The surprising political events of 2016 will lead to greater ‘caution and risk aversion’ among property investors in 2017, making secure income streams more highly prized among core investors globally, according to Savills.
The property advisor believes that this trend will benefit the UK market, especially in London, where high levels of transparency and stable legal structures make property a safe haven.
The overall story for UK property is one of slower growth.
Average UK house prices are expected to remain stagnant in 2017, before increasing by 2% in 2018 and 5.5% in 2019 to a total of 13% by the of 2021. A supply-demand imbalance means rents will outperform house price growth, rising 19% over the same period.
In the commercial market, average total returns on UK property investments are likely to be approximately 5.6% per annum during 2017-2021, with a 1.6% five year capital growth forecast for office values and a 4.4% growth forecast for office income returns.
Savills also forecasts 32% average five year capital growth for GB forestry and 5.5% average five year capital growth is forecast for GB farmland.
Commercial property assets with long lease structures and strong rental covenants will continue to attract attention, while institutional investor appetite for large residential portfolios is expected to continue to grow. The relatively high yields and strong income flows from commercial property will continue to attract strong demand, says Savills.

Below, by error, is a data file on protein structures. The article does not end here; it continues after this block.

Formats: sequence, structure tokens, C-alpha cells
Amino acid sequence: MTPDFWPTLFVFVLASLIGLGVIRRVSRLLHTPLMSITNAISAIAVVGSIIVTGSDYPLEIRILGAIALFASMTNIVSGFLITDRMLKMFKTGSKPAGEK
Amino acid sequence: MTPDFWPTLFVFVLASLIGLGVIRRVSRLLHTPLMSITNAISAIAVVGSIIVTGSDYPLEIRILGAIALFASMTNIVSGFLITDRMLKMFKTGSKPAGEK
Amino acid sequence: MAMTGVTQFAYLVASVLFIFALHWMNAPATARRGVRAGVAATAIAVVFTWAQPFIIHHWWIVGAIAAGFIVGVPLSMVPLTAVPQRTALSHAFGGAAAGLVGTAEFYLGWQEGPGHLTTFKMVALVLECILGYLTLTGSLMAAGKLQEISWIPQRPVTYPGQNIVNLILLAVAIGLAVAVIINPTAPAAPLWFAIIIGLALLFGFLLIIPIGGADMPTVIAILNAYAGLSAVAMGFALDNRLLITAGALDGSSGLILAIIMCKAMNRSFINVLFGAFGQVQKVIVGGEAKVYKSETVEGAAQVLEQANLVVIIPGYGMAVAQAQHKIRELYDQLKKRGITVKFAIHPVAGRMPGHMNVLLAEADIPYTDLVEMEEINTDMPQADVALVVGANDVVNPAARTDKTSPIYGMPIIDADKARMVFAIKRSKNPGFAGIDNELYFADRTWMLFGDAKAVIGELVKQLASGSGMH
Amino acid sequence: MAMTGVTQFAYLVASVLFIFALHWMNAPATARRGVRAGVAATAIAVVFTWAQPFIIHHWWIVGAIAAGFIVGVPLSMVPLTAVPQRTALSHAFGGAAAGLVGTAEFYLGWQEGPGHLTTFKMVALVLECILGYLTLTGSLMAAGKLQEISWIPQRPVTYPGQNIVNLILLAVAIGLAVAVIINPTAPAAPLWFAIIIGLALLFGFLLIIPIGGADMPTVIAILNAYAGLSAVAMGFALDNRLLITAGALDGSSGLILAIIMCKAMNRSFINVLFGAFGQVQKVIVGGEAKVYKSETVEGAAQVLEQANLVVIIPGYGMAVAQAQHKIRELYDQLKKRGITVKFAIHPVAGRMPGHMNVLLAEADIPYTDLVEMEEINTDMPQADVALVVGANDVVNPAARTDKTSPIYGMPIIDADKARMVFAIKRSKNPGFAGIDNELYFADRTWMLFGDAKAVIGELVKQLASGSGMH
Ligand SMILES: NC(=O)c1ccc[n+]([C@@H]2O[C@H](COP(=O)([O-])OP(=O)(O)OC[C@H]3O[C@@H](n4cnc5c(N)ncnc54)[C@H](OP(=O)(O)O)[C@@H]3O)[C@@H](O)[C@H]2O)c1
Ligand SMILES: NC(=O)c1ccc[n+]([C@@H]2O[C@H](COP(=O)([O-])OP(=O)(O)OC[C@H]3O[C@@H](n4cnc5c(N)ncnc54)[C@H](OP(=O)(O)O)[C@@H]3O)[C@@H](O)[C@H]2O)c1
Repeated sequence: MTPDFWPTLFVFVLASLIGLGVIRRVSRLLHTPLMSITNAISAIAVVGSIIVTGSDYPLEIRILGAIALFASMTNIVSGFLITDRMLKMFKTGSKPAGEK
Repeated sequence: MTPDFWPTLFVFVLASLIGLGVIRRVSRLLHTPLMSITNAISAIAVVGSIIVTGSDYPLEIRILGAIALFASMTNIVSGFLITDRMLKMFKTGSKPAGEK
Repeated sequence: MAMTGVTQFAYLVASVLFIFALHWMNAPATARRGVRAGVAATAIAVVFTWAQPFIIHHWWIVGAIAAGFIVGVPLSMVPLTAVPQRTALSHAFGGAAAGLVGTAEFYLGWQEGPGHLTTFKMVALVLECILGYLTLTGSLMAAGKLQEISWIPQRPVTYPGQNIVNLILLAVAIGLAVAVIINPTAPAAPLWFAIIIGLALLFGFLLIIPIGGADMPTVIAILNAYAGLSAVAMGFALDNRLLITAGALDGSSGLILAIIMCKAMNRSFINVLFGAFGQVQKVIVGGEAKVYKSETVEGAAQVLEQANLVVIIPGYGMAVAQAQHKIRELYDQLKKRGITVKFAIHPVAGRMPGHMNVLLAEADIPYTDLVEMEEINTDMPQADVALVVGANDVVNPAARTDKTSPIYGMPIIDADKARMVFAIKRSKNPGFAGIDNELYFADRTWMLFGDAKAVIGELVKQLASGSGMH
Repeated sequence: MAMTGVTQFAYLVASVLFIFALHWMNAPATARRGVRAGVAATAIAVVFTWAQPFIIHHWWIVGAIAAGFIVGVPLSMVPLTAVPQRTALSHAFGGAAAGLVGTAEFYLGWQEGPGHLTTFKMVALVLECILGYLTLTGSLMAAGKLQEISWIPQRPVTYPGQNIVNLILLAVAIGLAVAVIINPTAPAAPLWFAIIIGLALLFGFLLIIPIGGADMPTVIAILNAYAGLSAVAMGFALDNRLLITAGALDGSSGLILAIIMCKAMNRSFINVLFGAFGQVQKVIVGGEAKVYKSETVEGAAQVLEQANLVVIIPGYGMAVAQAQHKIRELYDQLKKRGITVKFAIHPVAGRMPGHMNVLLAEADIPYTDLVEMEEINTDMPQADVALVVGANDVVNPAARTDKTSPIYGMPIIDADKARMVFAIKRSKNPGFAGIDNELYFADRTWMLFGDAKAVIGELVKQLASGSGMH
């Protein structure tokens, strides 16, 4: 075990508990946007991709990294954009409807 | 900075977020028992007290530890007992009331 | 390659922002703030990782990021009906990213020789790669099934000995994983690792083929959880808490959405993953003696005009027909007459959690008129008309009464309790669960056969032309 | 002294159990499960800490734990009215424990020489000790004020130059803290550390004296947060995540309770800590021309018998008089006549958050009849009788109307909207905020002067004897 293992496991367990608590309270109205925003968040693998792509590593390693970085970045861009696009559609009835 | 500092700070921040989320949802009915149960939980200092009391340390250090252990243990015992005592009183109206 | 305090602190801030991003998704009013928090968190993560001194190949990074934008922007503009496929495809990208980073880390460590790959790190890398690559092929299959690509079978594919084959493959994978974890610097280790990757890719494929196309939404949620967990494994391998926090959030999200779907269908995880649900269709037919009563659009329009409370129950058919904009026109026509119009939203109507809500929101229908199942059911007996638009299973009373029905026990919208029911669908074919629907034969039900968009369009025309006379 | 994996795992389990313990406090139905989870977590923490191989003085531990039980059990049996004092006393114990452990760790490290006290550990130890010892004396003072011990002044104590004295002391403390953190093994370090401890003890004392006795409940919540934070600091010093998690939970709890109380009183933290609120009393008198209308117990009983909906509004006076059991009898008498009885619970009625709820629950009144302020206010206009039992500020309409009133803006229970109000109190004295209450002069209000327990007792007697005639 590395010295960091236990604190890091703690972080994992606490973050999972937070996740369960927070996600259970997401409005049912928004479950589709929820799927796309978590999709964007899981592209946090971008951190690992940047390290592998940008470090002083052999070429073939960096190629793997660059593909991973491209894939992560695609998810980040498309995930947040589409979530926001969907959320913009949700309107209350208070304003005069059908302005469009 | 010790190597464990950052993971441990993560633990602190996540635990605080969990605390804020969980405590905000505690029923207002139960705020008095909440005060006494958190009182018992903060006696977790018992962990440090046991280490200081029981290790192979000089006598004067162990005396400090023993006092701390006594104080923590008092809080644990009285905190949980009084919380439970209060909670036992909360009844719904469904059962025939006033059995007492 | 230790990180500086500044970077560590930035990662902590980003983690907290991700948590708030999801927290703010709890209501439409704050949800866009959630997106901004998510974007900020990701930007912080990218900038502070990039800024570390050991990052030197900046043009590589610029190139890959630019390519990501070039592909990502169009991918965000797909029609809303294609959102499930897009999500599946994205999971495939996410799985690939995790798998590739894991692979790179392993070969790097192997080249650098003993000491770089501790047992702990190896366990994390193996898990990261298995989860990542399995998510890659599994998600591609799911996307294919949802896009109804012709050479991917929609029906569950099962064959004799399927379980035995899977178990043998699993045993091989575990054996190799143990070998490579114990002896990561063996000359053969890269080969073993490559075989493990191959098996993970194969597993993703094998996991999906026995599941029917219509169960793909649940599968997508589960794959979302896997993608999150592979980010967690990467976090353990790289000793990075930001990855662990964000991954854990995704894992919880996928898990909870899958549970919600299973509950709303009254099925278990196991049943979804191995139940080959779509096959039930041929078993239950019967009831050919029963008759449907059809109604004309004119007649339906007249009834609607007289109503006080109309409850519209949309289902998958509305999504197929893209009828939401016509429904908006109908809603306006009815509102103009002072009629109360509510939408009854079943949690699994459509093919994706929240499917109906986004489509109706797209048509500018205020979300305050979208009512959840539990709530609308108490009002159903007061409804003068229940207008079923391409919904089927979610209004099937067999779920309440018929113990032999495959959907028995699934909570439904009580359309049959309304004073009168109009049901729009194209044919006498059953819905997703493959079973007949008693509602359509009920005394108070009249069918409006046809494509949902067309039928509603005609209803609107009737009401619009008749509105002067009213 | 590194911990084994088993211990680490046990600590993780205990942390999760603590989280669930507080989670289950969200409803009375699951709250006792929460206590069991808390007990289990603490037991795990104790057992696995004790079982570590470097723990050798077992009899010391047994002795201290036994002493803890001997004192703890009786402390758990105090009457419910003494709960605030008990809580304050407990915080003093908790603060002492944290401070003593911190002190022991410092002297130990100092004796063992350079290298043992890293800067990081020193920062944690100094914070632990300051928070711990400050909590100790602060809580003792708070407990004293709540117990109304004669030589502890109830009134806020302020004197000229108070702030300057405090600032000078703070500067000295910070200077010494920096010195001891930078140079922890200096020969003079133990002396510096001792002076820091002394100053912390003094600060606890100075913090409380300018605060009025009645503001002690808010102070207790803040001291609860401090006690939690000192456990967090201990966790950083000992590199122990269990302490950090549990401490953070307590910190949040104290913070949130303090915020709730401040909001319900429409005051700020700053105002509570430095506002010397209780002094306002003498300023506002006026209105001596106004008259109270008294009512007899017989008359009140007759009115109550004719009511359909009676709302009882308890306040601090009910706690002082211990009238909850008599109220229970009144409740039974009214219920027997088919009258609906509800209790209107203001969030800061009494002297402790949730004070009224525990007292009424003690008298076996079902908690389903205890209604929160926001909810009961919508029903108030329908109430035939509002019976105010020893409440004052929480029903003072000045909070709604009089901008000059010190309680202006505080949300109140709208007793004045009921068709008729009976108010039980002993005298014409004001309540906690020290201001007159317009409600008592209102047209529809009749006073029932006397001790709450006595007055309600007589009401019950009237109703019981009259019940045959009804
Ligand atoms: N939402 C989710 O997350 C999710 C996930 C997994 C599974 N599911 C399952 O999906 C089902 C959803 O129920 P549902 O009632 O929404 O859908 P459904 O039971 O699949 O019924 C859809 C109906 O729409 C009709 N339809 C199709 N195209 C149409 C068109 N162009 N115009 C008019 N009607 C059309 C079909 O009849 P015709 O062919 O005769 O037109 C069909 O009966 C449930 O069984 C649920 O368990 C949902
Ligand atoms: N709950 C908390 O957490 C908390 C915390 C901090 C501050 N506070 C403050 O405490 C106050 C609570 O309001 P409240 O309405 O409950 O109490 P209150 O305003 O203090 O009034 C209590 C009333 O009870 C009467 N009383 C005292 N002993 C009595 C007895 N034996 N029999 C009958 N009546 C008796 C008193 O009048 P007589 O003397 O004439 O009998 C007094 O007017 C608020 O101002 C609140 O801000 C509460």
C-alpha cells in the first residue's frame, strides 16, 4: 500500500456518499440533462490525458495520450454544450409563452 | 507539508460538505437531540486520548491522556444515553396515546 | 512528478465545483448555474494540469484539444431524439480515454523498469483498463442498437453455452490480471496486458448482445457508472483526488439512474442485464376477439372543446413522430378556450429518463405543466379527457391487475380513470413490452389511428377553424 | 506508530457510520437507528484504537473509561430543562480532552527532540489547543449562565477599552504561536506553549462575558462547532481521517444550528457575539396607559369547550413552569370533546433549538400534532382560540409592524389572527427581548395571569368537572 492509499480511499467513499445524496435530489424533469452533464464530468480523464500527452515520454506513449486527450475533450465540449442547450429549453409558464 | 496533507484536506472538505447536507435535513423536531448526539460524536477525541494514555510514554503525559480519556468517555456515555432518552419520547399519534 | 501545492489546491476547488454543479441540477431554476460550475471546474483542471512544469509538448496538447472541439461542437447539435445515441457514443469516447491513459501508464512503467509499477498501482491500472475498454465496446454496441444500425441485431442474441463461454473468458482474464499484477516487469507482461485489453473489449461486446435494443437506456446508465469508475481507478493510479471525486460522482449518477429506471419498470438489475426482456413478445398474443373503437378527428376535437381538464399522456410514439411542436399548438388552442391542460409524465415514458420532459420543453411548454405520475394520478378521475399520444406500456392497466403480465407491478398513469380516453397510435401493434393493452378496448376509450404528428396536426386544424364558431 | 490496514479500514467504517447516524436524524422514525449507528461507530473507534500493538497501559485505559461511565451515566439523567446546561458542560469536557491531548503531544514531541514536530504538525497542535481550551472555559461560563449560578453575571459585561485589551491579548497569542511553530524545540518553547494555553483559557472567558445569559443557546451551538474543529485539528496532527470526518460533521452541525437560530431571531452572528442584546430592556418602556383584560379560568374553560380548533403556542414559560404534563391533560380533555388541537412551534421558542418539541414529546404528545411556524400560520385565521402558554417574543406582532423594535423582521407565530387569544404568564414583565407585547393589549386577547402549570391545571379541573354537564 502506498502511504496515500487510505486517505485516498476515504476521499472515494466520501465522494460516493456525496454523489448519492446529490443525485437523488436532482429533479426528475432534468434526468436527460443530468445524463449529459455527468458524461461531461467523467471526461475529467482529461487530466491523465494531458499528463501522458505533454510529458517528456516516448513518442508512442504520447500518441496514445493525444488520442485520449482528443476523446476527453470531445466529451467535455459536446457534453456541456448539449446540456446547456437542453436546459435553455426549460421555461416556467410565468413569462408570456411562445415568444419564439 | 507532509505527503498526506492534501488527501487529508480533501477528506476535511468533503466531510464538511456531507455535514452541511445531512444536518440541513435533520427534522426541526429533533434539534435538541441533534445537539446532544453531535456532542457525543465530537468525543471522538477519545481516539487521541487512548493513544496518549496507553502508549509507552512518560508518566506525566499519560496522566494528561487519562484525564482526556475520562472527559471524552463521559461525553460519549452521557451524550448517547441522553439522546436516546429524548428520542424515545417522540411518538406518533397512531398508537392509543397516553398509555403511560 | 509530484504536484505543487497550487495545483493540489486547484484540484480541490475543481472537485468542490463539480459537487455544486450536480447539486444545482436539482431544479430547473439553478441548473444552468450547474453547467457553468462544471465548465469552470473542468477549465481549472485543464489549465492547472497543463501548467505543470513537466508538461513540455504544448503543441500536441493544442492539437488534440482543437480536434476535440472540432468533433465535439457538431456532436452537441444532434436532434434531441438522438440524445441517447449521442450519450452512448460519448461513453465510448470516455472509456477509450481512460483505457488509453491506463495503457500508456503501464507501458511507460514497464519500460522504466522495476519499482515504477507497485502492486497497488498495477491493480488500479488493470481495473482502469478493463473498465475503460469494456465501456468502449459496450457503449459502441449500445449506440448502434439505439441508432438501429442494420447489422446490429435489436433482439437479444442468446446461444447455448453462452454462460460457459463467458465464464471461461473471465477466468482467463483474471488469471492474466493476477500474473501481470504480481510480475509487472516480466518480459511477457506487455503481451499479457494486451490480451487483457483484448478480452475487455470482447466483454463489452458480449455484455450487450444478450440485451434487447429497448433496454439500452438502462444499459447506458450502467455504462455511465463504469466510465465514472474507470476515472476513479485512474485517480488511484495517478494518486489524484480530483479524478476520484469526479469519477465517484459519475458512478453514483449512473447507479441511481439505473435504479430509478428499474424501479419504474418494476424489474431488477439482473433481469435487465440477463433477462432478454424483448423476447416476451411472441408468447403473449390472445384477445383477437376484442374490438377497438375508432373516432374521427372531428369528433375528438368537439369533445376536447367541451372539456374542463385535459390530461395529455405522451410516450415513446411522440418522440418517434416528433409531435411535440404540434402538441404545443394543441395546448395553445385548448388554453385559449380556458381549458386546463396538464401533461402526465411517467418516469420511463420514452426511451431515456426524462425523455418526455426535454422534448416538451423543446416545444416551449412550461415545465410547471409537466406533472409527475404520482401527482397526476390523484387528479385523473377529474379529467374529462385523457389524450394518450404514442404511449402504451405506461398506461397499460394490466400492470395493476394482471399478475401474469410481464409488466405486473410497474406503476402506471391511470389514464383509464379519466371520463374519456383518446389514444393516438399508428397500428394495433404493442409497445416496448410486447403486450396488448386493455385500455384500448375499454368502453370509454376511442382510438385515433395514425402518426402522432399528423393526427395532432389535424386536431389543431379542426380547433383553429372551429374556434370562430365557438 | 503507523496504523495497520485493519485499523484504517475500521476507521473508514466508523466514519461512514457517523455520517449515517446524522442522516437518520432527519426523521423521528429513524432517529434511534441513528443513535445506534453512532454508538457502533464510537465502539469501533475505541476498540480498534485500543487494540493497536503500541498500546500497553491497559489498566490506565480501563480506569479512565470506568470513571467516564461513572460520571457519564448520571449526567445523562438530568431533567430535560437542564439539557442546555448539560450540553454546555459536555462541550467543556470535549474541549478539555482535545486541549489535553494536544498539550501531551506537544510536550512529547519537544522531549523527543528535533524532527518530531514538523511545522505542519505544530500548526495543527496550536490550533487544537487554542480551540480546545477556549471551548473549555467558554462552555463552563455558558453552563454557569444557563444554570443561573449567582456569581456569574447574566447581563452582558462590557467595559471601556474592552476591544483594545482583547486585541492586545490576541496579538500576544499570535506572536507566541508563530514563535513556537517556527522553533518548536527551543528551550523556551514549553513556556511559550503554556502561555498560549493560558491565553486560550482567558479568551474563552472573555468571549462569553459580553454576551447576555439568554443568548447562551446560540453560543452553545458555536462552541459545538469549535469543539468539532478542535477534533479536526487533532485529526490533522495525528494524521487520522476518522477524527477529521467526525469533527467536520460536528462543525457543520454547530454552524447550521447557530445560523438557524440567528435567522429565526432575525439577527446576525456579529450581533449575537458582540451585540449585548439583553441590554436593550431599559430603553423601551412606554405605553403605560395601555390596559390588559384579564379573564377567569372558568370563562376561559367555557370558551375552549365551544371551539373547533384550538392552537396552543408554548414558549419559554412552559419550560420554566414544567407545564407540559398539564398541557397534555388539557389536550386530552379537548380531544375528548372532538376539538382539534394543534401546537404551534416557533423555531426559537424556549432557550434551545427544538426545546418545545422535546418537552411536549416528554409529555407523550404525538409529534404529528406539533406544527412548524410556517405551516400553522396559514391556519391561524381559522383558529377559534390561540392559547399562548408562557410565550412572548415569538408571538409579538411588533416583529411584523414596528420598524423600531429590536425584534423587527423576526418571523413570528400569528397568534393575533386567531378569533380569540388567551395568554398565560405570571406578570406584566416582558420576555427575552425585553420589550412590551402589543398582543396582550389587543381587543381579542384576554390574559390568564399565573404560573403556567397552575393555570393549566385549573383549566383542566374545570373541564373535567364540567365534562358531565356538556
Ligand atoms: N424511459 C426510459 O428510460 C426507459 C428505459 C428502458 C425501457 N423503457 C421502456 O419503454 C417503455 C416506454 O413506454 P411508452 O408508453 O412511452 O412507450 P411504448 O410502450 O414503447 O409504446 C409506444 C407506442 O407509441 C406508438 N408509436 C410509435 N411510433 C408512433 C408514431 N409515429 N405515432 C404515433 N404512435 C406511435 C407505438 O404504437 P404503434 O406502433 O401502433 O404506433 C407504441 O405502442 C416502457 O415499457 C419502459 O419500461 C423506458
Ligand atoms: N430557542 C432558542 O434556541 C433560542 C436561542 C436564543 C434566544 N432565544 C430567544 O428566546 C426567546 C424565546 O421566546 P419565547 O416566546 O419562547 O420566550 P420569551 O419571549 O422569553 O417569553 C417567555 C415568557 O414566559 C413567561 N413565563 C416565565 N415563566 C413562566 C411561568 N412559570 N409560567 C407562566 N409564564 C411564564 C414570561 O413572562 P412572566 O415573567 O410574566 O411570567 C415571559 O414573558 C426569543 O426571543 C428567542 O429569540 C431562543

Greater risk will mean a strong focus on sectors where the fundamentals of supply and demand are most insulated such as retirement housing, logistics and energy.
Mark Ridley, chief executive officer, Savills UK and Europe, said: "’Expect the unexpected’ is now the normality, not the exception, on the world stage. Despite this, property remains a fundamentally safe asset class, giving strong income returns and, in many cases, is a refuge for capital preservation in the longer term, its appeal remaining resolute.
"Nationally, the markets continue to appear robust in all sectors, although there remains some hesitation on what Brexit will mean in the financial markets, around biomed and also in an agricultural market place without EU subsidies.
"The sterling devaluation has made UK property very attractive for international investors pegged to the US Dollar or Euro, with 2017 activity in central London likely to be dominated by Asian investors, with American and Pan-European investors also strong nationally."